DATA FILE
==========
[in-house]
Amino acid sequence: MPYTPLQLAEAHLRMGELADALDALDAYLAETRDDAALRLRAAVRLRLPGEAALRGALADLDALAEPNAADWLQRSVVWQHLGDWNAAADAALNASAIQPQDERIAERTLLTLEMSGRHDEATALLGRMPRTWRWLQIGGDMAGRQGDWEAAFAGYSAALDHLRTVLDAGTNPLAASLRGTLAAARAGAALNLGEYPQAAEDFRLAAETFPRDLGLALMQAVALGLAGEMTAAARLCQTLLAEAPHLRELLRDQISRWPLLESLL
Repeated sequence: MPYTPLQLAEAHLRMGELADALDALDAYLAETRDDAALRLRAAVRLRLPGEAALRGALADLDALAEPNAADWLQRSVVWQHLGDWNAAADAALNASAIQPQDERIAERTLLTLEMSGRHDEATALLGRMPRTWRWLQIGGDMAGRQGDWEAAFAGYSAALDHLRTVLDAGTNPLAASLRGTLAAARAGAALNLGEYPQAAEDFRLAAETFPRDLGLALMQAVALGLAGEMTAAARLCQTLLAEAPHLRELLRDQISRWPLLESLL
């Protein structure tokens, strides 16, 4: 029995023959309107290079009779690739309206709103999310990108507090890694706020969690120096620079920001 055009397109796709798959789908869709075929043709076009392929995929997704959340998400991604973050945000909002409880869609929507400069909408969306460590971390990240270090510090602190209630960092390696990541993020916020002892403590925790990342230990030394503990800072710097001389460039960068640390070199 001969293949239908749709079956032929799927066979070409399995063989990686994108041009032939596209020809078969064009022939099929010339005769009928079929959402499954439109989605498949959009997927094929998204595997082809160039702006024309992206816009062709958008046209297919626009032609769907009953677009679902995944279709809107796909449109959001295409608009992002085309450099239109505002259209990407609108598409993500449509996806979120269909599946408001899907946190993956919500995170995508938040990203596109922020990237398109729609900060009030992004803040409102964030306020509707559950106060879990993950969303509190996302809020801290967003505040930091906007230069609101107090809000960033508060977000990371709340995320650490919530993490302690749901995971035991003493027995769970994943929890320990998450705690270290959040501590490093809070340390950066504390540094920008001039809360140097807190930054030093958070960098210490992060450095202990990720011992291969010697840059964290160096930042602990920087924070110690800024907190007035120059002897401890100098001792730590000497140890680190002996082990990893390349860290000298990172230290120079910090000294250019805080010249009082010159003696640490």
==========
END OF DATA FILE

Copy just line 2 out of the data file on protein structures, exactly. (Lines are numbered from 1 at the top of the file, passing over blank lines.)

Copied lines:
Amino acid sequence: MPYTPLQLAEAHLRMGELADALDALDAYLAETRDDAALRLRAAVRLRLPGEAALRGALADLDALAEPNAADWLQRSVVWQHLGDWNAAADAALNASAIQPQDERIAERTLLTLEMSGRHDEATALLGRMPRTWRWLQIGGDMAGRQGDWEAAFAGYSAALDHLRTVLDAGTNPLAASLRGTLAAARAGAALNLGEYPQAAEDFRLAAETFPRDLGLALMQAVALGLAGEMTAAARLCQTLLAEAPHLRELLRDQISRWPLLESLL